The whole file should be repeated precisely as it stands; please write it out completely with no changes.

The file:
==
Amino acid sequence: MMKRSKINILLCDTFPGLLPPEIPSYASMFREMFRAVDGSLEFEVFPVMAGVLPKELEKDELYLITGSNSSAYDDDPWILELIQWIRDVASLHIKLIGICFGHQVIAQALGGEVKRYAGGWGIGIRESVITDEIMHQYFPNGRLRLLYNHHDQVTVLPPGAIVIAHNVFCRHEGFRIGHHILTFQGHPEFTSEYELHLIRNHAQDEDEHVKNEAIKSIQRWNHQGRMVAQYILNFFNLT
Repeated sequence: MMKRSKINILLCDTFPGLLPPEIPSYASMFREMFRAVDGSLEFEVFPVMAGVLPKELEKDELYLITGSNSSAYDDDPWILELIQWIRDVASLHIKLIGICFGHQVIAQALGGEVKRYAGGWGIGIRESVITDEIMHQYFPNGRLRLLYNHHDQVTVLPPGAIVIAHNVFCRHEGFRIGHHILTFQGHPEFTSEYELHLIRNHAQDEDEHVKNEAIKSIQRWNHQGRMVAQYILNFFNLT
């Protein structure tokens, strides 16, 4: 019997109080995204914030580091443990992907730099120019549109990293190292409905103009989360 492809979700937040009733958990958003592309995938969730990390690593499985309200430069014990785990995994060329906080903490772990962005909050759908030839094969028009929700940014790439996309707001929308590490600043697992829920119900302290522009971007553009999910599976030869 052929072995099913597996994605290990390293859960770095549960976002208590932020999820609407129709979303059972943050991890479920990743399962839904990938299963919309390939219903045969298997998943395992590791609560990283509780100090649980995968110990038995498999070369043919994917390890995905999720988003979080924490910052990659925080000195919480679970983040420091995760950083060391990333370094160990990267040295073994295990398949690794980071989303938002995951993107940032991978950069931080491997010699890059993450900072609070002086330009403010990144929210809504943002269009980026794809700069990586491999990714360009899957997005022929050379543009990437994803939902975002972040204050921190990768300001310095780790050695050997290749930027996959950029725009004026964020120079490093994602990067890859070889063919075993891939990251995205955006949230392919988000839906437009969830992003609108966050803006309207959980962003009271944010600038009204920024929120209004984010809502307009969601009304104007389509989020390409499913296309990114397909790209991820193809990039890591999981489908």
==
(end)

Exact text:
Amino acid sequence: MMKRSKINILLCDTFPGLLPPEIPSYASMFREMFRAVDGSLEFEVFPVMAGVLPKELEKDELYLITGSNSSAYDDDPWILELIQWIRDVASLHIKLIGICFGHQVIAQALGGEVKRYAGGWGIGIRESVITDEIMHQYFPNGRLRLLYNHHDQVTVLPPGAIVIAHNVFCRHEGFRIGHHILTFQGHPEFTSEYELHLIRNHAQDEDEHVKNEAIKSIQRWNHQGRMVAQYILNFFNLT
Repeated sequence: MMKRSKINILLCDTFPGLLPPEIPSYASMFREMFRAVDGSLEFEVFPVMAGVLPKELEKDELYLITGSNSSAYDDDPWILELIQWIRDVASLHIKLIGICFGHQVIAQALGGEVKRYAGGWGIGIRESVITDEIMHQYFPNGRLRLLYNHHDQVTVLPPGAIVIAHNVFCRHEGFRIGHHILTFQGHPEFTSEYELHLIRNHAQDEDEHVKNEAIKSIQRWNHQGRMVAQYILNFFNLT
């Protein structure tokens, strides 16, 4: 019997109080995204914030580091443990992907730099120019549109990293190292409905103009989360 492809979700937040009733958990958003592309995938969730990390690593499985309200430069014990785990995994060329906080903490772990962005909050759908030839094969028009929700940014790439996309707001929308590490600043697992829920119900302290522009971007553009999910599976030869 052929072995099913597996994605290990390293859960770095549960976002208590932020999820609407129709979303059972943050991890479920990743399962839904990938299963919309390939219903045969298997998943395992590791609560990283509780100090649980995968110990038995498999070369043919994917390890995905999720988003979080924490910052990659925080000195919480679970983040420091995760950083060391990333370094160990990267040295073994295990398949690794980071989303938002995951993107940032991978950069931080491997010699890059993450900072609070002086330009403010990144929210809504943002269009980026794809700069990586491999990714360009899957997005022929050379543009990437994803939902975002972040204050921190990768300001310095780790050695050997290749930027996959950029725009004026964020120079490093994602990067890859070889063919075993891939990251995205955006949230392919988000839906437009969830992003609108966050803006309207959980962003009271944010600038009204920024929120209004984010809502307009969601009304104007389509989020390409499913296309990114397909790209991820193809990039890591999981489908």